What can employers do to find the best talent while avoiding discrimination or bias in their hiring practices? This article looks at evidence of subconscious bias in hiring and what employers around the world are doing to circumvent these biases.
By Bonnie Mah, Maytree
Last month, the Ontario Human Rights Commission confirmed that requiring a job applicant to have “Canadian experience” is discriminatory. This has prompted a renewed discussion on discrimination in hiring, and what employers can do to find the best talent while respecting the rights of job applicants.
It’s time to consider anonymous job applications.
Unconscious bias based on applicants’ names
A 2011 Canadian study (PDF) found that resumes with English-sounding names were 35% more likely to get call-backs from employers than resumes with Chinese- or Indian-sounding names, despite having identical qualifications and experience.
In the same study, when recruiters were interviewed about their choices, many pointed to concerns about the language and social skills of applicants with non-English names, even when a resume showed Canadian education and work experience. The study suggests that non-English names triggered the recruiters’ implicit or subconscious biases about “foreign” applicants. This led recruiters to overweigh their concerns without fully considering the applicants’ qualifications or information that would offset those concerns.
Anonymous job applications can help
The good news is that employers can reduce subconscious biases in their hiring processes by using anonymous application approaches. In this approach, applicants do not provide personal information on their job applications, or it is hidden from reviewers.
A Swedish study looked at the outcomes of an anonymous applications pilot program (PDF) at a large public sector employer. In this pilot program, the employer asked applicants to certain positions to complete an anonymous application form.
The form instructed the applicant to provide information on education, work experience and current employment, but not to include any information that would reveal their ethnic origin or their gender. The form specifically instructed applicants not to identify the university they attended, as this could indicate ethnic origin or immigrant status.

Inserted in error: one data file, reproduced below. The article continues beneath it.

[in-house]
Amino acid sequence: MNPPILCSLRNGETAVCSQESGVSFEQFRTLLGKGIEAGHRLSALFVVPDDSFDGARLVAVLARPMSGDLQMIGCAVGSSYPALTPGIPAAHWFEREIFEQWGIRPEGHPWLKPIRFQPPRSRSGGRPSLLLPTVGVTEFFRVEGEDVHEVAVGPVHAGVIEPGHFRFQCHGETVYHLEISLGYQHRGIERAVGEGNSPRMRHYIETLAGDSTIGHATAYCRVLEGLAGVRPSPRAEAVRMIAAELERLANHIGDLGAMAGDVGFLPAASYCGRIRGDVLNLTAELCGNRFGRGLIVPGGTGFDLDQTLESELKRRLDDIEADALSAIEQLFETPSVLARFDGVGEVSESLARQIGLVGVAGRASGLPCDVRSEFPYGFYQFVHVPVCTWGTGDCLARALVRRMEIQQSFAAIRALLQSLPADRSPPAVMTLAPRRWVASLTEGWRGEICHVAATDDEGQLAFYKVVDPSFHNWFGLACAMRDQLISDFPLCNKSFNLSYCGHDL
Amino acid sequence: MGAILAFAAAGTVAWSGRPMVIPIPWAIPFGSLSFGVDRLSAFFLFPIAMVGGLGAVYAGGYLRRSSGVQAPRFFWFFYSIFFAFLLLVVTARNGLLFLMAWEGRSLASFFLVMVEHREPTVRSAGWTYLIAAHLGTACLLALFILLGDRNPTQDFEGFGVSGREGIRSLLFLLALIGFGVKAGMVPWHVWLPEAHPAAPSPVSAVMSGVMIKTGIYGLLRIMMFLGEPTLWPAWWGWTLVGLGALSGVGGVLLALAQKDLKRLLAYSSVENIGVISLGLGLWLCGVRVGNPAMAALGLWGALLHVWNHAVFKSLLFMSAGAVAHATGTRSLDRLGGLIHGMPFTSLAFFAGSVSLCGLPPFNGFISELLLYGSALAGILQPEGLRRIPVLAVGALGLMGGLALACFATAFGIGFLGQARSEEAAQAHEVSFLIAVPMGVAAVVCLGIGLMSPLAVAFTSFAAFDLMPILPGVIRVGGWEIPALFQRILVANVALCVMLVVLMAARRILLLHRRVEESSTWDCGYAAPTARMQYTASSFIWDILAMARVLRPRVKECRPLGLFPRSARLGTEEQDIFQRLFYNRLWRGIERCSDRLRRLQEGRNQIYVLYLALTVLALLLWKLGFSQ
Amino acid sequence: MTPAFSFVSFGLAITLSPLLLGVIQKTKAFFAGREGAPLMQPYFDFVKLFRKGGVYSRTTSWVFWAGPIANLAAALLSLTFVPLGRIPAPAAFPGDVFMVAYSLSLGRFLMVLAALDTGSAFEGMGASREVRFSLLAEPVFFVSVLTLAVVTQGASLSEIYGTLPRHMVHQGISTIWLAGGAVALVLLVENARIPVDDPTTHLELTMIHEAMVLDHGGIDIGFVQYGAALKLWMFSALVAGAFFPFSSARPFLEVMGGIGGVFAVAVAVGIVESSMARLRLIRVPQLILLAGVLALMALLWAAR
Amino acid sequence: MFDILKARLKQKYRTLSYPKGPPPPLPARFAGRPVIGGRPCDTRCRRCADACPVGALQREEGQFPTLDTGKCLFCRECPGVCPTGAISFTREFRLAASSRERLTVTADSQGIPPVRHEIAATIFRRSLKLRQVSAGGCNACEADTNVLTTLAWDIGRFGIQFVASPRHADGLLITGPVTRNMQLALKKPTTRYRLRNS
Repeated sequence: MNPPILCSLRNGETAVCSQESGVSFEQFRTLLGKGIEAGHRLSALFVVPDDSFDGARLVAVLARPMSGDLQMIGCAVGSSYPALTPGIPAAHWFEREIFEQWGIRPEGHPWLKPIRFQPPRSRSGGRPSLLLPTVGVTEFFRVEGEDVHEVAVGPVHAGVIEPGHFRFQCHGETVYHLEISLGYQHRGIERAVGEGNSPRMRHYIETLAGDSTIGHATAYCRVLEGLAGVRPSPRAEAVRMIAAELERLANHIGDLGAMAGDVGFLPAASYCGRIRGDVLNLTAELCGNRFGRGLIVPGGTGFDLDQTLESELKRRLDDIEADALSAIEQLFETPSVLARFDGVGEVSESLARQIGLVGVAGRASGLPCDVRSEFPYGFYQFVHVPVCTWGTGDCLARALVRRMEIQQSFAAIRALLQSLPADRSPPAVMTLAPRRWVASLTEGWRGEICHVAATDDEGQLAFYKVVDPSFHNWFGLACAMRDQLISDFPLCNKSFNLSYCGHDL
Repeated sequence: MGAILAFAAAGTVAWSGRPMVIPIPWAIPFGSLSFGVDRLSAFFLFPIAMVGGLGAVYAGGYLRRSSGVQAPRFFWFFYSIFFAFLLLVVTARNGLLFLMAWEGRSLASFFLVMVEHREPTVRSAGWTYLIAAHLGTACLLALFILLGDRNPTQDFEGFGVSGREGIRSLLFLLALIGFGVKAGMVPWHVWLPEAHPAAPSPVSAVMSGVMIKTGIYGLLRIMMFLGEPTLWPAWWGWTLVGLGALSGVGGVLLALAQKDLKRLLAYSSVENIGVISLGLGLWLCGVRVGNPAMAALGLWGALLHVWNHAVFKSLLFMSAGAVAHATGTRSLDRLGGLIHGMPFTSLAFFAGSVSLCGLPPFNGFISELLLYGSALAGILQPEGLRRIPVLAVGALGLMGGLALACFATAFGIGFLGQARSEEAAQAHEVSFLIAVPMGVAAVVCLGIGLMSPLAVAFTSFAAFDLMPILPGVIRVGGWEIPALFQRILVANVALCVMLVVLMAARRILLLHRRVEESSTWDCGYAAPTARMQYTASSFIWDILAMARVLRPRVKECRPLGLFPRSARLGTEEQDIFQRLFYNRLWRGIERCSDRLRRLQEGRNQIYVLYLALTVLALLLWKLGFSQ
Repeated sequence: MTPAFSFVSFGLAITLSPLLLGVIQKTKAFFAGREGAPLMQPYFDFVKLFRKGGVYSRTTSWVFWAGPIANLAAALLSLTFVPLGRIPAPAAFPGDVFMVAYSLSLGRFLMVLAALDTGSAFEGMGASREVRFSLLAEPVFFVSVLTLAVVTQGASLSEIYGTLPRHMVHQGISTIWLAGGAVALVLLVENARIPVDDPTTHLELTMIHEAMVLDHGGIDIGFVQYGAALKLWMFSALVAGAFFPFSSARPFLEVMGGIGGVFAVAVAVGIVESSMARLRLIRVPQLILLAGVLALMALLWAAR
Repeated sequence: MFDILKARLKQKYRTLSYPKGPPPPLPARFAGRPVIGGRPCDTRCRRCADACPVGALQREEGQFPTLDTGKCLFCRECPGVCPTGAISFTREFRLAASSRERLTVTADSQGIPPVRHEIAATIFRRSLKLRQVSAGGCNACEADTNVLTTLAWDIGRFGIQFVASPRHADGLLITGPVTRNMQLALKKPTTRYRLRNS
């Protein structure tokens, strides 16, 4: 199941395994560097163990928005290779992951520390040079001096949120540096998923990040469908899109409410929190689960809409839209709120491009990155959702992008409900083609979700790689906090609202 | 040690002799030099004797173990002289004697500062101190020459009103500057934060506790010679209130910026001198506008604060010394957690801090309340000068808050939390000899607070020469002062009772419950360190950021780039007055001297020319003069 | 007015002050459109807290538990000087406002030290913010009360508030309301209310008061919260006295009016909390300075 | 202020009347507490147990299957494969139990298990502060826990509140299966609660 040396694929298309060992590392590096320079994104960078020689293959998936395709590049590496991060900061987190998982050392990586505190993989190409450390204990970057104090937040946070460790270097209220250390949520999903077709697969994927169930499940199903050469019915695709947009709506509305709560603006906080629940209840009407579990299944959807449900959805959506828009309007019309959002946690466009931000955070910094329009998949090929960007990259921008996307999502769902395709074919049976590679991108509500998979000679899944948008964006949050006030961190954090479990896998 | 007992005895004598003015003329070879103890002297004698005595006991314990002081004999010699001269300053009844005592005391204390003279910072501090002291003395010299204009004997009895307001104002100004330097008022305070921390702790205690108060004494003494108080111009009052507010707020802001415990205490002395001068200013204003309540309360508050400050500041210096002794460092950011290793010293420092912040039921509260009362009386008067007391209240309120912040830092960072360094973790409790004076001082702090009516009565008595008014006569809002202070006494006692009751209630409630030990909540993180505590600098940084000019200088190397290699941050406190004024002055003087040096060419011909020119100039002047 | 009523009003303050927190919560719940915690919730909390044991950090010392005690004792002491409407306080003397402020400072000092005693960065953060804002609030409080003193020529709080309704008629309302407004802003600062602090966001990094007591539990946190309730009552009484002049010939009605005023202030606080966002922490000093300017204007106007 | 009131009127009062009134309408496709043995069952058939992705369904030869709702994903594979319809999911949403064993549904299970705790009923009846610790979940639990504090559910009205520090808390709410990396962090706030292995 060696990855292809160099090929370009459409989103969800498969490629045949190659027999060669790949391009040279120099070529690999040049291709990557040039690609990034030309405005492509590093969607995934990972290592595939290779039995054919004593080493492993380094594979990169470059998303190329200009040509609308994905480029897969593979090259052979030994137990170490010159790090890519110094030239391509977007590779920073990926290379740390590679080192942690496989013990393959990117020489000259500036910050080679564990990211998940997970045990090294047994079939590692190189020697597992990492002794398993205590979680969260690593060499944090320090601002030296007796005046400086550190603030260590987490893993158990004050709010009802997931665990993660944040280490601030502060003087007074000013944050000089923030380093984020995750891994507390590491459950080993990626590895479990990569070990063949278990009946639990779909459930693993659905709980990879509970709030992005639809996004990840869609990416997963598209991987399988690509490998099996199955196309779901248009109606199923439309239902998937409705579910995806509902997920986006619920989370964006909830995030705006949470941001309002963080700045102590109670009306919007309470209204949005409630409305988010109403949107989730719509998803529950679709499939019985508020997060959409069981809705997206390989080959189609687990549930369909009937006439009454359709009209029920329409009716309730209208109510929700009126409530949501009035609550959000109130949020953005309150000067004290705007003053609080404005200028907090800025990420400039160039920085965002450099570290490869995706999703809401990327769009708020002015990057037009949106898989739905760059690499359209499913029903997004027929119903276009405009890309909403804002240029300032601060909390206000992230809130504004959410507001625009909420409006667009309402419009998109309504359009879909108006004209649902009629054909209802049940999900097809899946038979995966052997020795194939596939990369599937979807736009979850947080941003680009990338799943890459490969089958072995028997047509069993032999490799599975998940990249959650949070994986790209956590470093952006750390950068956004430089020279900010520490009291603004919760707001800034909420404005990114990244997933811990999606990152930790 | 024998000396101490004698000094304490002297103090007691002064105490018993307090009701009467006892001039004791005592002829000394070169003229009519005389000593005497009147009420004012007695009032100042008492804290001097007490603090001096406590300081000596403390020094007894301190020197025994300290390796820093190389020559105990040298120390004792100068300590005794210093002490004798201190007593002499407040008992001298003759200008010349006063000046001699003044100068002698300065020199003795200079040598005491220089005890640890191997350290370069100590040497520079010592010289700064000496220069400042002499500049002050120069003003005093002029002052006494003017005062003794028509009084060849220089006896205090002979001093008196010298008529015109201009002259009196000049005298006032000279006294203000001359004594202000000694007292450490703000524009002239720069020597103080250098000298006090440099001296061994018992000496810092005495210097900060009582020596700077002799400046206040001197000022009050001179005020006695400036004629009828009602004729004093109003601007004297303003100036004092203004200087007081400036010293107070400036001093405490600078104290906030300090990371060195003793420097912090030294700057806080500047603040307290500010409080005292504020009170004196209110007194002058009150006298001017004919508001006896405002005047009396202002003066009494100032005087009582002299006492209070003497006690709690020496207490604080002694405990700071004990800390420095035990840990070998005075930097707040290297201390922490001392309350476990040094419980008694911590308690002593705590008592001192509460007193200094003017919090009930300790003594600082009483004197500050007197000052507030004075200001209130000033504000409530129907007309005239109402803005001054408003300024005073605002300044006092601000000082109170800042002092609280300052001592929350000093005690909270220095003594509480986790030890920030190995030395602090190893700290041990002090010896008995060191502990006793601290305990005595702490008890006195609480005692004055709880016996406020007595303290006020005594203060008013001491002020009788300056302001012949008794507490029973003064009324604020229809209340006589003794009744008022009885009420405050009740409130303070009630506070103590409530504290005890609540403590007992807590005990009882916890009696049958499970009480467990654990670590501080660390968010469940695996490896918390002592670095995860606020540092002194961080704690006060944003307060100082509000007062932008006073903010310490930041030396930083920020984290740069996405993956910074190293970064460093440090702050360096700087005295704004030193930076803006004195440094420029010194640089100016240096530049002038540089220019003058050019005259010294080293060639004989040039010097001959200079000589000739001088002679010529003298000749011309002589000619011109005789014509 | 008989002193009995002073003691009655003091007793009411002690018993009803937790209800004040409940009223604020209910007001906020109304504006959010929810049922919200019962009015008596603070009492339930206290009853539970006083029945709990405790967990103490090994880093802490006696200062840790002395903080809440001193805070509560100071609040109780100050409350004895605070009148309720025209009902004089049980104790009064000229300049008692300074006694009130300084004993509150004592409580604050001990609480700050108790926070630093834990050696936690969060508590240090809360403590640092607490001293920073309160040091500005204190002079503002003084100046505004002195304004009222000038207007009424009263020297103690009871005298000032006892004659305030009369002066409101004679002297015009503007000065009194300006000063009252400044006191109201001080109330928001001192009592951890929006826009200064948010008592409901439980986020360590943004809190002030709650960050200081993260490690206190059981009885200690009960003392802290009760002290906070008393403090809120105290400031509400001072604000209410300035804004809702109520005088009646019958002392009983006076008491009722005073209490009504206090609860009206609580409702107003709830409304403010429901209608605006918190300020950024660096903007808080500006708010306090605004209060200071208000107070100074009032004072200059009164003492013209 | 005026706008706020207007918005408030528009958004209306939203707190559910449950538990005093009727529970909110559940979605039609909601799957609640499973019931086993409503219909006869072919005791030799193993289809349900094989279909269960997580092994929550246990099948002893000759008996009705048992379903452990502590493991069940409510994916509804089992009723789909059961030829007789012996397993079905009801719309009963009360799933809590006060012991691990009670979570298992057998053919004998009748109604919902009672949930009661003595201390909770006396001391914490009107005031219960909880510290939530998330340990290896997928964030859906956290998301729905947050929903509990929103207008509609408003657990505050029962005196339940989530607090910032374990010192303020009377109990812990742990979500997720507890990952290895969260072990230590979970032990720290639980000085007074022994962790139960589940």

The study found that when the employer used these anonymous applications, ethnic minorities and women were substantially more likely to be selected for an interview.
Similarly, “blind” audition processes for orchestras – where the musician-applicant performs behind a screen – have been a boon for women. One study (PDF) found that since the widespread adoption of blind auditions in the 1970s and 1980s, the number of women in orchestras has increased significantly, and that the screen increases the chance that a woman will advance out of the preliminary audition rounds by 50%.
For online applications, it is easy to remove personal information such as names and street addresses and replace these with a number or other unique identifier for the first round(s) of screening. For “paper” or email applications, applicants could be asked to put personal information at the end of the resume, so that it will be the last, rather than the first, thing that the employer sees.
These practices aren’t perfect. Candidates will eventually meet the employer in person (or by video), at which point overt or subconscious biases can come into play. But getting past on-paper first impressions is a step in the right direction.
Focus on what matters
By helping employers focus on what matters most – the applicant’s ability to do the job – anonymous job applications can circumvent subconscious biases that can get in the way of good decision-making.
In some places in the world, applicants list their age, marital status, political affiliation and attach a photo with their resume. Canadian employers already recognize that this kind of personal information will not tell them anything meaningful about how the applicant will do the job.
It’s time for Canadian employers to take the next step. Anonymous job application processes can help employers overcome subconscious bias to find the best, most qualified person for the job.
With the new Ontario Human Rights Commission’s policy on removing the “Canadian experience barrier” Ratna Omidvar, President of Maytree, provides practical examples that employers can use to assess competencies of a potential candidate.
- Why do some employers prefer to interview Matthew, but not Samir? (PDF) (Oreopoulos and Dechief, 2011)
- Do anonymous job application procedures level the playing field? (PDF) (Aslund and Nordstrom Skans, 2007)
- Orchestrating Impartiality: The Impact of “Blind” Auditions on Female Musicians (PDF) (Goldin and Rouse, 1997)
- The value of a degree earned in Canada vs. one earned abroad (University Affairs, 2013)
- Removing the “Canadian experience” barrier (Maytree)
- More employers adopt good immigrant employment practices (Maytree)
- How you can use hireimmigrants.ca to improve managing immigrant talent (Maytree)